Interprofessional Healthcare Student Training in the Care of Sexual Assault Patients Utilizing Standardized Patient Methodology

Wendy J. Lee*, Lou Clark, Kathleen Wortmann, Laura A. Taylor, Arnyce R. Pock

*Corresponding author for this work

Research output: Contribution to journalArticlepeer-review

5 Scopus citations


Background The medical assessment of sexual assault (SA) is challenging because SA patients are often hesitant to disclose their medical needs, which puts them at further physical and psychological risk, and because of provider unease in conducting SA examinations. This challenge is compounded by a lack of provider training. Objectives The study goals were to develop an interprofessional simulation event that would foster SA interview skills, foster effective communication with SA patients, and increase learner confidence in assessing SA patients. Methods Participants were senior-year school of medicine (n = 165) and advanced practice registered nursing (n = 30) students (N = 195) who were enrolled in a mandatory Military Sexual Assault Assessment and Treatment course, along with data provided by trained standardized patients (SPs, n = 16) who participated in the simulation event and in assessments of learners. Measures included the Sexual Assault Interview Skills Checklist, the Essential Elements of Communication, and the Confidence in SA Assessment scale. Data were analyzed using analysis of variance and t tests at the P < 0.05 threshold. Results Postsimulation Sexual Assault Interview Skills Checklist and Essential Elements of Communication scores demonstrated an acceptable level of competence according to both students and SPs. Confidence in SA assessment rose significantly from presimulation to postsimulation. Before simulation, medical students were significantly lower than nursing students, but the simulation event closed the confidence in SA assessment gap. Conclusions This interprofessional simulation event resulted in SA interview competence, communication skills competence, and improved confidence scores. Combined, these findings support the efficacy of simulation to train emerging healthcare providers to properly assess SA.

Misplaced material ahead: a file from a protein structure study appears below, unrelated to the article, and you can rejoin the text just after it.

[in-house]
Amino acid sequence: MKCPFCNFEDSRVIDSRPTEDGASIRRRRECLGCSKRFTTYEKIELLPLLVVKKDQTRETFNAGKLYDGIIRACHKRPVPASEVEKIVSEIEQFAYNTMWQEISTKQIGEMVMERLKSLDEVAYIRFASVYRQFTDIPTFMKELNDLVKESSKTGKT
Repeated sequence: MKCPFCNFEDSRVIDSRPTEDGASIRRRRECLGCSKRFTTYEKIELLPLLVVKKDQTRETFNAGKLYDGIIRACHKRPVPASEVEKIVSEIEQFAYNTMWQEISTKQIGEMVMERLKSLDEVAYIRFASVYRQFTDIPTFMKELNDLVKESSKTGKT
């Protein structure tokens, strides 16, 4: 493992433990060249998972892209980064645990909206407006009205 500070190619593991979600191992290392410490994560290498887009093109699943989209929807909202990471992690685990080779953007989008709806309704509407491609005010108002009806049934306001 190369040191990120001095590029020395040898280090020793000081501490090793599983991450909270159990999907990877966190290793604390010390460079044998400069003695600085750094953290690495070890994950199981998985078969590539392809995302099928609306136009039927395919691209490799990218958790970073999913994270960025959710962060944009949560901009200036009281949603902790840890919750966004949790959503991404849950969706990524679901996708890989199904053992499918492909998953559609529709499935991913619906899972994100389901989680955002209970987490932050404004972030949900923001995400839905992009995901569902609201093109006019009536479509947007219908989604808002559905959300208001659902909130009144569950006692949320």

Original languageEnglish
Pages (from-to)10-17
Number of pages8
JournalSimulation in Healthcare
Issue number1
StatePublished - 1 Feb 2019
Externally publishedYes


  • Interprofessional
  • advanced practice registered nurses
  • healthcare
  • medical students
  • providers
  • sexual assault
  • simulation
  • standardized patients


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